In a move to make Formula 1 more exciting next year, the sport's chief executives announced that all cars would have no drivers for the races.
'Given that all drivers drive in exactly the same formulaic way nowadays, and there is more or less no overtaking or anything at all except for cars going round and round in a procession, with races being decided in the pit lanes, we felt there was no need any more for the drivers.'
'We also felt that cars driven by computers would actually take risks some times, and try and win by racing rather than how well engines and tyres perform. Also, with no drivers there would be no chance of the endless post-race overturning of positions and points due to ridiculous rule infringements - computers can't break rules, if programmed not to.'
But the drivers themselves weren't too happy about the decision.
'Look', Lewis Hamilton said, from his house in Monte Carlo, 'the driver's skill is all-important in a race. The fact that one year I won all the races and then the next year lost them all after getting a different engine in my car, does not suggest that the machine is all that matters. My skill at driving hasn't changed, it must be, er, the ... the other drivers' skills! No, maybe not ...'
Formula One is also branching out from racing, and for a few million pounds you can now hire their cars and drivers for funerals - the cars slowly follow the coffin in a procession round and round the streets before the service, though one or two may change position if they have to stop at florists to top up with wreaths. The first funeral to hire the services of the cars and drivers will be the funeral of Formula One as a sport.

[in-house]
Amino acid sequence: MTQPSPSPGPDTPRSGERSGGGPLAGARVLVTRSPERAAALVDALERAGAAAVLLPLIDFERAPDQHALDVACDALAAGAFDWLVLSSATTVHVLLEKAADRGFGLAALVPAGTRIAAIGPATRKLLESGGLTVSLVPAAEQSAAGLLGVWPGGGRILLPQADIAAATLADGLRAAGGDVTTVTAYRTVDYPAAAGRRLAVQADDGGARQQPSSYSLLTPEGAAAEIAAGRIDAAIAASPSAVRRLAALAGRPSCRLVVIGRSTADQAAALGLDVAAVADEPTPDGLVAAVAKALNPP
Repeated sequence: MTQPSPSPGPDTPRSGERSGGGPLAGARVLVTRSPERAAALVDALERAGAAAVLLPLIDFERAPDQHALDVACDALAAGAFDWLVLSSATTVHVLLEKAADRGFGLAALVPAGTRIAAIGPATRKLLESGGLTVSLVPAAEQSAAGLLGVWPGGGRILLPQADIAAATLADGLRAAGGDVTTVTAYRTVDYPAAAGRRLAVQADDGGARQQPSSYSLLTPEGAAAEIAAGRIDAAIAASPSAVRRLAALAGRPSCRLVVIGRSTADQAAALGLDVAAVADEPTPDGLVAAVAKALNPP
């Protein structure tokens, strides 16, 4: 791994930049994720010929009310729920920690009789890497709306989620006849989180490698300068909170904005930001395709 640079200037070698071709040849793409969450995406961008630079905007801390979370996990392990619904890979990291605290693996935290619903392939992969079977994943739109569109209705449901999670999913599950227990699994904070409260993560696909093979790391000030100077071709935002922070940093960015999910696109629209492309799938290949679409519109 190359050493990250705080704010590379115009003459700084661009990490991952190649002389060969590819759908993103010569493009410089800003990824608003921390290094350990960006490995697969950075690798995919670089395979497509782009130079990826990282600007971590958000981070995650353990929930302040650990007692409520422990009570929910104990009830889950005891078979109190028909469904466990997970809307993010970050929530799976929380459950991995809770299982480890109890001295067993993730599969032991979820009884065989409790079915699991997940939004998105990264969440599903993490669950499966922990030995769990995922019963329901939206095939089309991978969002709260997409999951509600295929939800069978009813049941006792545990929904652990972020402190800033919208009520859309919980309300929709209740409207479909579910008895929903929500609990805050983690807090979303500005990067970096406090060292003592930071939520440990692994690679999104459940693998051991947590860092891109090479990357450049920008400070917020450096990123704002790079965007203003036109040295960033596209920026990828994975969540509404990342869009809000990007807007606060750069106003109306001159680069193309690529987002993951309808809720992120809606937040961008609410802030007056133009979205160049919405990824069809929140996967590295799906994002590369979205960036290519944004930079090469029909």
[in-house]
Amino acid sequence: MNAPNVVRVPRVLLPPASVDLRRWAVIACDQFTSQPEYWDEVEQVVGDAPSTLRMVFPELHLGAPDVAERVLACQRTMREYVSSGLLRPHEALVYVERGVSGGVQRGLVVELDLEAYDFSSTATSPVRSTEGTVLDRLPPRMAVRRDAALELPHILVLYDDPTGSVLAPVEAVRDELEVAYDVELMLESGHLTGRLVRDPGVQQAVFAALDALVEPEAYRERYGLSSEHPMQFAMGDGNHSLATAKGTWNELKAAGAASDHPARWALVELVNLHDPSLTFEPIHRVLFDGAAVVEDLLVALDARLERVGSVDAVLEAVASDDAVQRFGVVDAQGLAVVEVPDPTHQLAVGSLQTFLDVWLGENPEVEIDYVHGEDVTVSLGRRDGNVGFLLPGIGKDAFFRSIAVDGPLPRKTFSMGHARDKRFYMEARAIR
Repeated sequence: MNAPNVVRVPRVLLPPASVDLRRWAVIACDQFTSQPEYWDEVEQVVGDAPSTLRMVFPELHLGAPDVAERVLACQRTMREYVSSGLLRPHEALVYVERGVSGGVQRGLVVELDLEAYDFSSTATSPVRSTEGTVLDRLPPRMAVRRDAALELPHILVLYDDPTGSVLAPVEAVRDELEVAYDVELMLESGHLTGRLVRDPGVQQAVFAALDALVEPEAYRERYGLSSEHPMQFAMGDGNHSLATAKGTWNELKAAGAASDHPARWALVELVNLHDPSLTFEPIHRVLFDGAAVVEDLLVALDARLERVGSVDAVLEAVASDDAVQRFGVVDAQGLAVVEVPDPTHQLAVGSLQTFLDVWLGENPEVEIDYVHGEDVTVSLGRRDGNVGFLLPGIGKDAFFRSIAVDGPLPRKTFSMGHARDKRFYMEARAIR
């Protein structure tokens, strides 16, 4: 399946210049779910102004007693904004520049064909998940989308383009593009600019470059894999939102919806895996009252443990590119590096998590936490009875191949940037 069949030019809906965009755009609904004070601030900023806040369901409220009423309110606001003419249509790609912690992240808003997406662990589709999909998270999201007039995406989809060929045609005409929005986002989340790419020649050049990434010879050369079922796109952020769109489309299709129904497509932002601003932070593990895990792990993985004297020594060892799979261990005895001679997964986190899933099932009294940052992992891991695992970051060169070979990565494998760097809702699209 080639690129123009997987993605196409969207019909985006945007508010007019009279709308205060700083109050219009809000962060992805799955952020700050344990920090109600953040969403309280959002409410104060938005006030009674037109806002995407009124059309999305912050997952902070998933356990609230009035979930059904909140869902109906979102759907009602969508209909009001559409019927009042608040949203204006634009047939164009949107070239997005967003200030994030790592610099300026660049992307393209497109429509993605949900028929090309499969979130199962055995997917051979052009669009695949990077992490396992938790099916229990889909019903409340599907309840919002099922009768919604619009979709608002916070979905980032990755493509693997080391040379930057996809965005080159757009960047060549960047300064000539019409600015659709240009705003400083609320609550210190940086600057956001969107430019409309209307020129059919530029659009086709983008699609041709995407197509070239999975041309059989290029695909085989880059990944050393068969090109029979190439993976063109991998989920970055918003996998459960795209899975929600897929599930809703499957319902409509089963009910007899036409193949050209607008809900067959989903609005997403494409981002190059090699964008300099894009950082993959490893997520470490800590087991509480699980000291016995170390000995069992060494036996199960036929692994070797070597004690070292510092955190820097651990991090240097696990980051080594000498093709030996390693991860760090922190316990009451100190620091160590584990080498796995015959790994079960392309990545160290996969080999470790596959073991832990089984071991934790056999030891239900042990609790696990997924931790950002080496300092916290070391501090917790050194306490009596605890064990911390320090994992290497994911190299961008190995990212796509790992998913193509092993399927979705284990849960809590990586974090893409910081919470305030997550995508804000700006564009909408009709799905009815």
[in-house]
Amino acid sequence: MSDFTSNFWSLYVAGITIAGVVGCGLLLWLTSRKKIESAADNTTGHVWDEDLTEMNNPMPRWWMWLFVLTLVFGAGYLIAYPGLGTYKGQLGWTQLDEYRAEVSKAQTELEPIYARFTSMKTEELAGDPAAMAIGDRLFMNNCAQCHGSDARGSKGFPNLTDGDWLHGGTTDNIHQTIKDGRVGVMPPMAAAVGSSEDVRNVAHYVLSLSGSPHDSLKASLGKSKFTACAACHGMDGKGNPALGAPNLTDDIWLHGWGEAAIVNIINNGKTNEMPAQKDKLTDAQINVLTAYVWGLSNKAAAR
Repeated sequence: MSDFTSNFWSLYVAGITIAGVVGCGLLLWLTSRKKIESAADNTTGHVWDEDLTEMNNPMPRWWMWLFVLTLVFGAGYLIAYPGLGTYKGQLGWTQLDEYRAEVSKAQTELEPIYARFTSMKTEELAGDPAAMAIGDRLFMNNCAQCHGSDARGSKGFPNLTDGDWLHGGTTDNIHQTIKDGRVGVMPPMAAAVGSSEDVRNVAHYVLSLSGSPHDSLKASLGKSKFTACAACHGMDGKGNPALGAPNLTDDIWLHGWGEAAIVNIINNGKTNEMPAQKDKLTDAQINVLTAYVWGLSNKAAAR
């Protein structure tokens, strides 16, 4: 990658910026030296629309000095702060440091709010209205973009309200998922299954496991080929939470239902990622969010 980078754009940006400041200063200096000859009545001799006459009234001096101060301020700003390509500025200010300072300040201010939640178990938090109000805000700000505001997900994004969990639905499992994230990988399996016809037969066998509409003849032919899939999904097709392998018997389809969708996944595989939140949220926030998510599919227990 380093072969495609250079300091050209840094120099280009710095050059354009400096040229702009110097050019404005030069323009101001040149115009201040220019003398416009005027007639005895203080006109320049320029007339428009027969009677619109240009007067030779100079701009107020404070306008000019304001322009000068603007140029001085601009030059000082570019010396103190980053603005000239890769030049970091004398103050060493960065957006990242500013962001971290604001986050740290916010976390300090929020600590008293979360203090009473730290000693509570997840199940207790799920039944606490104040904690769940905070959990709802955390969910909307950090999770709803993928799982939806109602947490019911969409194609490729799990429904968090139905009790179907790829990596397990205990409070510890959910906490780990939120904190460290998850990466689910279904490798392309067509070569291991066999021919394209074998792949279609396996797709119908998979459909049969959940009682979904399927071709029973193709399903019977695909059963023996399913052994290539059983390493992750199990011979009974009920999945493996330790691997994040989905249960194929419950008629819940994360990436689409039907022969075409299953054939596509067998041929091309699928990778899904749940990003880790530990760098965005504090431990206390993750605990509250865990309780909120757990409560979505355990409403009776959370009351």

The Reverend Ayrton Senna will lead the service, and hymns will be 'Oh Come, All Ye Safety Measures', 'In The Bleak Midwall', 'It Came Upon The Concrete Clear', and finishing with 'Oh FIA', with the words:
'Oh FIA, Oh FIA,
Your flags blue delight us so,
Oh FIA, Oh FIA,
Your flags black delight us more,
They're blue when thou doth overtake
They're black when thou forgets to brake
'Oh FIA, Oh FIA,
Your sport does not now any spo-ort make'
Collection will be by the Most Reverend Farcical de Marlboro, though mourners may note that after the service the FIA may deduct two of the hymns for 'not being sung in the right key', and the Reverend Senna himself may be replaced by a computer for 'giving the sermon in 2.2 seconds' time too quickly, while not observing the sermon speed limit in the apse lane, before failing to inform the church's elders of tieing his shoelaces the wrong way round in line 5 of the eulogy.'
R.I.P Formula One.